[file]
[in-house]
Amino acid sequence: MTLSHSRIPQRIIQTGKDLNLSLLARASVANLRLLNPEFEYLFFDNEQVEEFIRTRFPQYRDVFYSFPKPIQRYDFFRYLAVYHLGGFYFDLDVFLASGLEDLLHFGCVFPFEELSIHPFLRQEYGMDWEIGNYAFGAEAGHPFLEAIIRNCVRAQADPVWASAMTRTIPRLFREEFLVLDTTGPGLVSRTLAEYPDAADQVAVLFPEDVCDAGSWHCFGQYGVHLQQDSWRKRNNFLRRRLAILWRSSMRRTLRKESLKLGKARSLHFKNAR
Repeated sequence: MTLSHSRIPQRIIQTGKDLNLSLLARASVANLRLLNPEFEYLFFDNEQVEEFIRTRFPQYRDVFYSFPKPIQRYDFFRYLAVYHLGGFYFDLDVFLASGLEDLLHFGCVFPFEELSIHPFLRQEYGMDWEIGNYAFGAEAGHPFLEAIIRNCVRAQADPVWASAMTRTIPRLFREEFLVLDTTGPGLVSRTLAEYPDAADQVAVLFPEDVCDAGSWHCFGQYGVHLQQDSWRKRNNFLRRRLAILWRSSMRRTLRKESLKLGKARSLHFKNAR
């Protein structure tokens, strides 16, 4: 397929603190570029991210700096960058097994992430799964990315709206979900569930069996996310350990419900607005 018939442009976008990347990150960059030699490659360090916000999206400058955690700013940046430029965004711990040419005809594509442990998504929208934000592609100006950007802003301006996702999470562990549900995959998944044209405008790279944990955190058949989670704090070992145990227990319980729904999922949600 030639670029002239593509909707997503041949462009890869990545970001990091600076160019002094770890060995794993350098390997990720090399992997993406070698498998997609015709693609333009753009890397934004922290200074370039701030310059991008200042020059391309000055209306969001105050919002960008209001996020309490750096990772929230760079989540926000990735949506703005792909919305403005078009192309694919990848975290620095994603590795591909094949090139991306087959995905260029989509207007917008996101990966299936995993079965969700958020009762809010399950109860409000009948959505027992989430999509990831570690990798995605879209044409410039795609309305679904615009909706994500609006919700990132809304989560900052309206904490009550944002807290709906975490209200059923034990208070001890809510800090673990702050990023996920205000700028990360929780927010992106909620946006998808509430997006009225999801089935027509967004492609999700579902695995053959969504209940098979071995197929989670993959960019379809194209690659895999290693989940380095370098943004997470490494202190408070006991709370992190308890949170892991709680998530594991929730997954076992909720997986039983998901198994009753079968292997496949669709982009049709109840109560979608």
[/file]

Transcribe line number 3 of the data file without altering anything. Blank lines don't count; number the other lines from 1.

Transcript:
Repeated sequence: MTLSHSRIPQRIIQTGKDLNLSLLARASVANLRLLNPEFEYLFFDNEQVEEFIRTRFPQYRDVFYSFPKPIQRYDFFRYLAVYHLGGFYFDLDVFLASGLEDLLHFGCVFPFEELSIHPFLRQEYGMDWEIGNYAFGAEAGHPFLEAIIRNCVRAQADPVWASAMTRTIPRLFREEFLVLDTTGPGLVSRTLAEYPDAADQVAVLFPEDVCDAGSWHCFGQYGVHLQQDSWRKRNNFLRRRLAILWRSSMRRTLRKESLKLGKARSLHFKNAR